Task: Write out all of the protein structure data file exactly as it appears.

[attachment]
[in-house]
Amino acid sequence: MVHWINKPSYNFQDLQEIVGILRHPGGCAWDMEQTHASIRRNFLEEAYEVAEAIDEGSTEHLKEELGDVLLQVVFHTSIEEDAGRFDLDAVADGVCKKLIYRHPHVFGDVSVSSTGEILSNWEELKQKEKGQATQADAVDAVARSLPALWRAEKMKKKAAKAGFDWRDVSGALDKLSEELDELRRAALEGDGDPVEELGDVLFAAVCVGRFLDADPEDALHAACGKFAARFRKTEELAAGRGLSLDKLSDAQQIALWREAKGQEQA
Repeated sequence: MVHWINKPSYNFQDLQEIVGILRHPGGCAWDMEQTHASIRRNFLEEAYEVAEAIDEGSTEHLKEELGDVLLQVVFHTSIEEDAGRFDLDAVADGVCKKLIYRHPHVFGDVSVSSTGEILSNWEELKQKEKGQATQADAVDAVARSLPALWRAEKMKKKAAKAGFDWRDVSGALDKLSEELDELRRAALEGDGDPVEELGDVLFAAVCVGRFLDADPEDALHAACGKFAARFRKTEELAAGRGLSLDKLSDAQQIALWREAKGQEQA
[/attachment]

[in-house]
Amino acid sequence: MVHWINKPSYNFQDLQEIVGILRHPGGCAWDMEQTHASIRRNFLEEAYEVAEAIDEGSTEHLKEELGDVLLQVVFHTSIEEDAGRFDLDAVADGVCKKLIYRHPHVFGDVSVSSTGEILSNWEELKQKEKGQATQADAVDAVARSLPALWRAEKMKKKAAKAGFDWRDVSGALDKLSEELDELRRAALEGDGDPVEELGDVLFAAVCVGRFLDADPEDALHAACGKFAARFRKTEELAAGRGLSLDKLSDAQQIALWREAKGQEQA
Repeated sequence: MVHWINKPSYNFQDLQEIVGILRHPGGCAWDMEQTHASIRRNFLEEAYEVAEAIDEGSTEHLKEELGDVLLQVVFHTSIEEDAGRFDLDAVADGVCKKLIYRHPHVFGDVSVSSTGEILSNWEELKQKEKGQATQADAVDAVARSLPALWRAEKMKKKAAKAGFDWRDVSGALDKLSEELDELRRAALEGDGDPVEELGDVLFAAVCVGRFLDADPEDALHAACGKFAARFRKTEELAAGRGLSLDKLSDAQQIALWREAKGQEQA